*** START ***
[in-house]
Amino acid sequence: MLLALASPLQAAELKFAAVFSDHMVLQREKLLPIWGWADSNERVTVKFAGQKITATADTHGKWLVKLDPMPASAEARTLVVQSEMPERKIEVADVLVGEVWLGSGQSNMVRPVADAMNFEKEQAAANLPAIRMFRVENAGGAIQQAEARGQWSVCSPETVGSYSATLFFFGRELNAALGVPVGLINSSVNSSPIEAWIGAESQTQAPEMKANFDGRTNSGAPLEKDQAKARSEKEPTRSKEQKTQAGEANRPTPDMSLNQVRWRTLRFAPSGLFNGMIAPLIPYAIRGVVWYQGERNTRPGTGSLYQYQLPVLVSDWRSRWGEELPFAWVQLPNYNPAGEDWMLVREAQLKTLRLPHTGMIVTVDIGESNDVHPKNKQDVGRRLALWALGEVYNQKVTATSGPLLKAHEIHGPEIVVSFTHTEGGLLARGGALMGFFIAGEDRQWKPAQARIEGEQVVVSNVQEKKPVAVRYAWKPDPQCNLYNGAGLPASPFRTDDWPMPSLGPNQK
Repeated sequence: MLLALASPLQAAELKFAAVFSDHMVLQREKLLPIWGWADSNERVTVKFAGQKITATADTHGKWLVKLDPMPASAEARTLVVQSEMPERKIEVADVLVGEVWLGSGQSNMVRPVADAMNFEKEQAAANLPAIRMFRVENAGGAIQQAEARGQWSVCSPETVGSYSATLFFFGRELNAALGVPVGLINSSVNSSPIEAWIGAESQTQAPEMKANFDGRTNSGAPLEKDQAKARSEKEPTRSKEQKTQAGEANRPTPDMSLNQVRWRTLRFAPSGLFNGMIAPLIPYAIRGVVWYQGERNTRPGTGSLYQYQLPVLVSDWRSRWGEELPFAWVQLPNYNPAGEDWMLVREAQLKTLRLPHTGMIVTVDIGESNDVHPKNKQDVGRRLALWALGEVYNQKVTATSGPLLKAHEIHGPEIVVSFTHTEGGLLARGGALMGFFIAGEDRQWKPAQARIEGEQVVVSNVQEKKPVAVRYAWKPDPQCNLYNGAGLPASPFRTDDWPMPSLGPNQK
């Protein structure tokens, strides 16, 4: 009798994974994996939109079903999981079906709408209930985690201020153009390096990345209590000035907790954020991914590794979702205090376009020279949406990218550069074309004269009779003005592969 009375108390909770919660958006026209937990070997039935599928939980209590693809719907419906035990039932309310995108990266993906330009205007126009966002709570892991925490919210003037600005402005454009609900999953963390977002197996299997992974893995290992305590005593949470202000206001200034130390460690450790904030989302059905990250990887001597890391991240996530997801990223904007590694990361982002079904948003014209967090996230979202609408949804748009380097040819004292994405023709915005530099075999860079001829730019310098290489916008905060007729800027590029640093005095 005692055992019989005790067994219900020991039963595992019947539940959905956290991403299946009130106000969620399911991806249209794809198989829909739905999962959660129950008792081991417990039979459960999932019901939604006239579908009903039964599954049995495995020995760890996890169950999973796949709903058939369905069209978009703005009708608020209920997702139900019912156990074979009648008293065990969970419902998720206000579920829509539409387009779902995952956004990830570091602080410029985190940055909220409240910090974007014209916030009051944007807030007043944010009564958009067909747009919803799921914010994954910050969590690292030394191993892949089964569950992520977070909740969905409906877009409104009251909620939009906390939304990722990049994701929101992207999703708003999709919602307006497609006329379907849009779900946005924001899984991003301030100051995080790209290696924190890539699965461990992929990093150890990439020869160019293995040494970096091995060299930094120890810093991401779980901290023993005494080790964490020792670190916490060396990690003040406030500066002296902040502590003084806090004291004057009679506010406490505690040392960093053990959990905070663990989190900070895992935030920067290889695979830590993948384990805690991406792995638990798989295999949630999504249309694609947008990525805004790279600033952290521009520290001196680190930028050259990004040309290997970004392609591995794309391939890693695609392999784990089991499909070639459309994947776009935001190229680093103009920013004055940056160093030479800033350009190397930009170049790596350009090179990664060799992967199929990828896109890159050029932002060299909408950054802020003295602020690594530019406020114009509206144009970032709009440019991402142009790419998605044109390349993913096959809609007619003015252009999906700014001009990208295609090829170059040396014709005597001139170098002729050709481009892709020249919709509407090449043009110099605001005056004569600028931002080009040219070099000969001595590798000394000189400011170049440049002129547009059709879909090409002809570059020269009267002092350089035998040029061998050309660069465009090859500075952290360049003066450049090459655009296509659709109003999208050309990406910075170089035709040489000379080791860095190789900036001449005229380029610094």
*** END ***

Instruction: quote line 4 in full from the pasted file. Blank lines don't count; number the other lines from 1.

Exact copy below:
């Protein structure tokens, strides 16, 4: 009798994974994996939109079903999981079906709408209930985690201020153009390096990345209590000035907790954020991914590794979702205090376009020279949406990218550069074309004269009779003005592969 009375108390909770919660958006026209937990070997039935599928939980209590693809719907419906035990039932309310995108990266993906330009205007126009966002709570892991925490919210003037600005402005454009609900999953963390977002197996299997992974893995290992305590005593949470202000206001200034130390460690450790904030989302059905990250990887001597890391991240996530997801990223904007590694990361982002079904948003014209967090996230979202609408949804748009380097040819004292994405023709915005530099075999860079001829730019310098290489916008905060007729800027590029640093005095 005692055992019989005790067994219900020991039963595992019947539940959905956290991403299946009130106000969620399911991806249209794809198989829909739905999962959660129950008792081991417990039979459960999932019901939604006239579908009903039964599954049995495995020995760890996890169950999973796949709903058939369905069209978009703005009708608020209920997702139900019912156990074979009648008293065990969970419902998720206000579920829509539409387009779902995952956004990830570091602080410029985190940055909220409240910090974007014209916030009051944007807030007043944010009564958009067909747009919803799921914010994954910050969590690292030394191993892949089964569950992520977070909740969905409906877009409104009251909620939009906390939304990722990049994701929101992207999703708003999709919602307006497609006329379907849009779900946005924001899984991003301030100051995080790209290696924190890539699965461990992929990093150890990439020869160019293995040494970096091995060299930094120890810093991401779980901290023993005494080790964490020792670190916490060396990690003040406030500066002296902040502590003084806090004291004057009679506010406490505690040392960093053990959990905070663990989190900070895992935030920067290889695979830590993948384990805690991406792995638990798989295999949630999504249309694609947008990525805004790279600033952290521009520290001196680190930028050259990004040309290997970004392609591995794309391939890693695609392999784990089991499909070639459309994947776009935001190229680093103009920013004055940056160093030479800033350009190397930009170049790596350009090179990664060799992967199929990828896109890159050029932002060299909408950054802020003295602020690594530019406020114009509206144009970032709009440019991402142009790419998605044109390349993913096959809609007619003015252009999906700014001009990208295609090829170059040396014709005597001139170098002729050709481009892709020249919709509407090449043009110099605001005056004569600028931002080009040219070099000969001595590798000394000189400011170049440049002129547009059709879909090409002809570059020269009267002092350089035998040029061998050309660069465009090859500075952290360049003066450049090459655009296509659709109003999208050309990406910075170089035709040489000379080791860095190789900036001449005229380029610094």